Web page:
648 Despite the fact that train commuters were usually organised along identifiable lines, train attacks were frequently indiscriminate. Young and old, male and female, supporters of all political parties and representatives of all political groups fell victim to the violence. This apparent lack of targeting seems to suggest that train violence might have been aimed predominantly at causing general terror, rather than at achieving a clear, direct, political objective. The terrible fear induced by train attacks is evidenced by numerous reports of people jumping to their death from moving trains.
649 Of the three people who were convicted in 1993 for train violence offences, two applied to the Commission for amnesty. Both said that they are IFP members or supporters and saw themselves as participating in a political conflict between the ANC and IFP. Mr Xolani Mnguni [AM3551/96] said that he was acting under the orders of an IFP official and describes how he and his accomplice specifically targeted an ‘ANC coach’.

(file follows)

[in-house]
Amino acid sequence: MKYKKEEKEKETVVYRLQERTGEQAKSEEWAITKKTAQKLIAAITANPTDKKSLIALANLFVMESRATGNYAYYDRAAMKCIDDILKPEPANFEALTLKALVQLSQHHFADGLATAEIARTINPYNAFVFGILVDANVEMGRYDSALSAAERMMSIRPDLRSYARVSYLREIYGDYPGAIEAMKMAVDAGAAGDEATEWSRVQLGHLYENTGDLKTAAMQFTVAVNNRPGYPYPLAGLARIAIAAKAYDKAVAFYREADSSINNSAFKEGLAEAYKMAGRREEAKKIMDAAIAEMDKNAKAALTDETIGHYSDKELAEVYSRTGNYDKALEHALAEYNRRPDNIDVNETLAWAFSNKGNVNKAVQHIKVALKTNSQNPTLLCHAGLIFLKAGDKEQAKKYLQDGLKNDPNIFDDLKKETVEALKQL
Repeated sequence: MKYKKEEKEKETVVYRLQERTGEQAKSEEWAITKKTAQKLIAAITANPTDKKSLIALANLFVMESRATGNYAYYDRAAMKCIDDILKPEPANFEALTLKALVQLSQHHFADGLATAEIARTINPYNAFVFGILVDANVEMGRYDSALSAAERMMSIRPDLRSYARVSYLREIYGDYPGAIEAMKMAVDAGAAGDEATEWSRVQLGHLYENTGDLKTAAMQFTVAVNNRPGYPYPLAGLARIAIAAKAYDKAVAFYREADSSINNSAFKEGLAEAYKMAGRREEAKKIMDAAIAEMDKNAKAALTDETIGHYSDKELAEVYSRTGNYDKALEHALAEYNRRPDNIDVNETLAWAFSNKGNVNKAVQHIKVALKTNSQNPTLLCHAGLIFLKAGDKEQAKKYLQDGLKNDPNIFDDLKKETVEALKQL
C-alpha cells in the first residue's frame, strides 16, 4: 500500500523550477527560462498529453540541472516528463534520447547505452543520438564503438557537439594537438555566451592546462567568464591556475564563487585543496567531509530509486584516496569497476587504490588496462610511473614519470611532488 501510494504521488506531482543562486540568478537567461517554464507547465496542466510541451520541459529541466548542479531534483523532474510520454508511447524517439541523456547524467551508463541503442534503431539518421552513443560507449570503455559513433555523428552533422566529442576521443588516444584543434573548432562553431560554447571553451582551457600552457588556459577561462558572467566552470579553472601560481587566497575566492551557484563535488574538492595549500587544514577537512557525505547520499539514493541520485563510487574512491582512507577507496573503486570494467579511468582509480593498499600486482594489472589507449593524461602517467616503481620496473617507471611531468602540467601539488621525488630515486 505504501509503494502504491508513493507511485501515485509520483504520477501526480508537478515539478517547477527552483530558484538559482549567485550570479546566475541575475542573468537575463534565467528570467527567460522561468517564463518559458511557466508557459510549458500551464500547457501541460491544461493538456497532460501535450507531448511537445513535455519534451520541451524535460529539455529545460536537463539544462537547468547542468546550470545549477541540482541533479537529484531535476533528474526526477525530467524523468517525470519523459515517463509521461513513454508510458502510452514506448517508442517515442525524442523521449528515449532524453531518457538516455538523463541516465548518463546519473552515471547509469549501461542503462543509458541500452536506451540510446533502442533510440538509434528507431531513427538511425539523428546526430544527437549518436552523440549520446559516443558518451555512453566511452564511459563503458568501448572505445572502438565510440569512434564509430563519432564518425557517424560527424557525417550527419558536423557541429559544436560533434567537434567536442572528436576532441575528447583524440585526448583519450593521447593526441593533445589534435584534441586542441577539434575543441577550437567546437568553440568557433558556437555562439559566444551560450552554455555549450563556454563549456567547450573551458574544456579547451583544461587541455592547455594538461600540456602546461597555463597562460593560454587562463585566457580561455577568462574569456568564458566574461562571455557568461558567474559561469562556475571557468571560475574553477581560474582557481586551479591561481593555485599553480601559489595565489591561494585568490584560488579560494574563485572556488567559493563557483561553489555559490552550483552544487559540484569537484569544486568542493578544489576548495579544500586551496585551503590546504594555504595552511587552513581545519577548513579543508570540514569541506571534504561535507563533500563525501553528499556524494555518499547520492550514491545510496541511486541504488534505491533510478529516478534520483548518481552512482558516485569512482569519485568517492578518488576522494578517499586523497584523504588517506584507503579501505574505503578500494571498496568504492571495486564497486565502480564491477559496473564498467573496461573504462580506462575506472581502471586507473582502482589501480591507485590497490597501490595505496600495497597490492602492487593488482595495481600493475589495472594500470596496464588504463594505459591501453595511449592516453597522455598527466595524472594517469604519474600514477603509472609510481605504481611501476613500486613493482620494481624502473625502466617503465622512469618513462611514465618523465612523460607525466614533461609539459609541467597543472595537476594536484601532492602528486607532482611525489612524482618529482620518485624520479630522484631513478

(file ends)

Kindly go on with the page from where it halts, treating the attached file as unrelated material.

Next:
650 On 25 June 1991, an attack on Kliptown train station left seven people dead and eighteen injured. The SAP arrested three men from Nancefield hostel in connection with this incident. Charges were later withdrawn due to lack of evidence. Mr Albert Msuseni Dlamini, a resident of Mazibuko hostel in Katlehong [AM1557/96], was involved in an attack on Katlehong station on 9 October 1991. He was arrested by commuters during the attack and was sentenced in April 1993 to ten years imprisonment on one charge of attempted murder, and one of illegal possession and use of a .38 revolver. He claimed that he had been promised R9000 for the attack by “the Boere”. His amnesty application was rejected on 1 August 1997.
651 Mr Xolani Mnguni received the death sentence in February 1993 for the murder of Mr Matsosale William Aphane on 29 November 1992 on a Naledi–Cleveland train. He said that he was acting under the orders of Mr Hadebe of the IFP who allegedly issued an order to kill any ANC supporter or any person speaking badly about Buthelezi. Mnguni and an accomplice entered a coach on the train that they knew was occupied by ANC supporters.